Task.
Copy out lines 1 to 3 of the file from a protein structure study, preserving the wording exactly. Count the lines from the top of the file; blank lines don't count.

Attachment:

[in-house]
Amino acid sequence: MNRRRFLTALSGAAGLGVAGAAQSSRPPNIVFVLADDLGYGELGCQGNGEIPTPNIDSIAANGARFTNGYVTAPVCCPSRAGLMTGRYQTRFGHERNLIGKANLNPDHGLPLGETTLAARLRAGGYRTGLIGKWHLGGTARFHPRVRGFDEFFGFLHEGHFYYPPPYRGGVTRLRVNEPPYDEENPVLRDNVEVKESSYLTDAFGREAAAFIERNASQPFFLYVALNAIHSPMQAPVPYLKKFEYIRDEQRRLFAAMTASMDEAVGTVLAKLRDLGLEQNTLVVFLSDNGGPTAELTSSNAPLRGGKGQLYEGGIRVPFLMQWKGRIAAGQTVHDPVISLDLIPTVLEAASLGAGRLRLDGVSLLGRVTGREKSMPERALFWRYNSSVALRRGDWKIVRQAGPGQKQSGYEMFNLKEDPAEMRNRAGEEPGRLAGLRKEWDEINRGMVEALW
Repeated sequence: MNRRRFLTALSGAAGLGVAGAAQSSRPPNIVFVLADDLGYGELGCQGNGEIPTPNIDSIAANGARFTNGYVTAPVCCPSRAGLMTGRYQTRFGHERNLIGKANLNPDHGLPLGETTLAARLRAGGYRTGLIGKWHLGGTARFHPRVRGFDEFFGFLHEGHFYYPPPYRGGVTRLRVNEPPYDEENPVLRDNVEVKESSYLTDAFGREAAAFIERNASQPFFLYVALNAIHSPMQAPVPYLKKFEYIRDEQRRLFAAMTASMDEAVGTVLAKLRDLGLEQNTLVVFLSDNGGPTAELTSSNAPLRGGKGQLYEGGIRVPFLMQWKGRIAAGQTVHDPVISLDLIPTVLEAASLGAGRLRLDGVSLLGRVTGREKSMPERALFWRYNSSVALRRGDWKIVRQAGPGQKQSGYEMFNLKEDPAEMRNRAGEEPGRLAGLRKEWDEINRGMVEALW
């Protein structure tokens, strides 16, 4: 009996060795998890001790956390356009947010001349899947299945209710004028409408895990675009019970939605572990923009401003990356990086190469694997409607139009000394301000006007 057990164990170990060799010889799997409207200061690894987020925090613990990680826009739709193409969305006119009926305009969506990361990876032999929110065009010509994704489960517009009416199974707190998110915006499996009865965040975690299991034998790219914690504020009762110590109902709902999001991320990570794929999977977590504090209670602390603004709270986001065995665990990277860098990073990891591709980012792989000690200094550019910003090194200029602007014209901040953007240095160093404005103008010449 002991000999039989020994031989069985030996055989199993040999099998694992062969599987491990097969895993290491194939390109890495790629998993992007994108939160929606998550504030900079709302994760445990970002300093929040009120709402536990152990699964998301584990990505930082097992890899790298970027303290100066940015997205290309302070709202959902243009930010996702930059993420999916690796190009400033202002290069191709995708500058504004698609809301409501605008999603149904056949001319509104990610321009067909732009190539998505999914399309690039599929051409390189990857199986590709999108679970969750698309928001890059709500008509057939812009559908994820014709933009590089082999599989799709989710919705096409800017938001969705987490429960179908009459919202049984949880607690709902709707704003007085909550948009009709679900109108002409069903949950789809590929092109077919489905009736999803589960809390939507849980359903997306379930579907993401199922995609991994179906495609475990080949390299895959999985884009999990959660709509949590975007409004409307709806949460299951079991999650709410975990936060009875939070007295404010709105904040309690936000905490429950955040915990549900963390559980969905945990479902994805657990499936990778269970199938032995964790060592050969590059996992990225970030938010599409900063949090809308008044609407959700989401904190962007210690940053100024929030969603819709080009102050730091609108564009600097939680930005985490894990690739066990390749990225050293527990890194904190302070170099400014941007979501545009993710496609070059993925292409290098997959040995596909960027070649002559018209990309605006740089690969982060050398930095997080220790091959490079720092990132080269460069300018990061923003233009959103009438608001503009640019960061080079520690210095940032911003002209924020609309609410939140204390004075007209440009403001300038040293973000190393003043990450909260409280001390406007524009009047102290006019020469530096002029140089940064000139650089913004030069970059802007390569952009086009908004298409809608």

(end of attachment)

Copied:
[in-house]
Amino acid sequence: MNRRRFLTALSGAAGLGVAGAAQSSRPPNIVFVLADDLGYGELGCQGNGEIPTPNIDSIAANGARFTNGYVTAPVCCPSRAGLMTGRYQTRFGHERNLIGKANLNPDHGLPLGETTLAARLRAGGYRTGLIGKWHLGGTARFHPRVRGFDEFFGFLHEGHFYYPPPYRGGVTRLRVNEPPYDEENPVLRDNVEVKESSYLTDAFGREAAAFIERNASQPFFLYVALNAIHSPMQAPVPYLKKFEYIRDEQRRLFAAMTASMDEAVGTVLAKLRDLGLEQNTLVVFLSDNGGPTAELTSSNAPLRGGKGQLYEGGIRVPFLMQWKGRIAAGQTVHDPVISLDLIPTVLEAASLGAGRLRLDGVSLLGRVTGREKSMPERALFWRYNSSVALRRGDWKIVRQAGPGQKQSGYEMFNLKEDPAEMRNRAGEEPGRLAGLRKEWDEINRGMVEALW
Repeated sequence: MNRRRFLTALSGAAGLGVAGAAQSSRPPNIVFVLADDLGYGELGCQGNGEIPTPNIDSIAANGARFTNGYVTAPVCCPSRAGLMTGRYQTRFGHERNLIGKANLNPDHGLPLGETTLAARLRAGGYRTGLIGKWHLGGTARFHPRVRGFDEFFGFLHEGHFYYPPPYRGGVTRLRVNEPPYDEENPVLRDNVEVKESSYLTDAFGREAAAFIERNASQPFFLYVALNAIHSPMQAPVPYLKKFEYIRDEQRRLFAAMTASMDEAVGTVLAKLRDLGLEQNTLVVFLSDNGGPTAELTSSNAPLRGGKGQLYEGGIRVPFLMQWKGRIAAGQTVHDPVISLDLIPTVLEAASLGAGRLRLDGVSLLGRVTGREKSMPERALFWRYNSSVALRRGDWKIVRQAGPGQKQSGYEMFNLKEDPAEMRNRAGEEPGRLAGLRKEWDEINRGMVEALW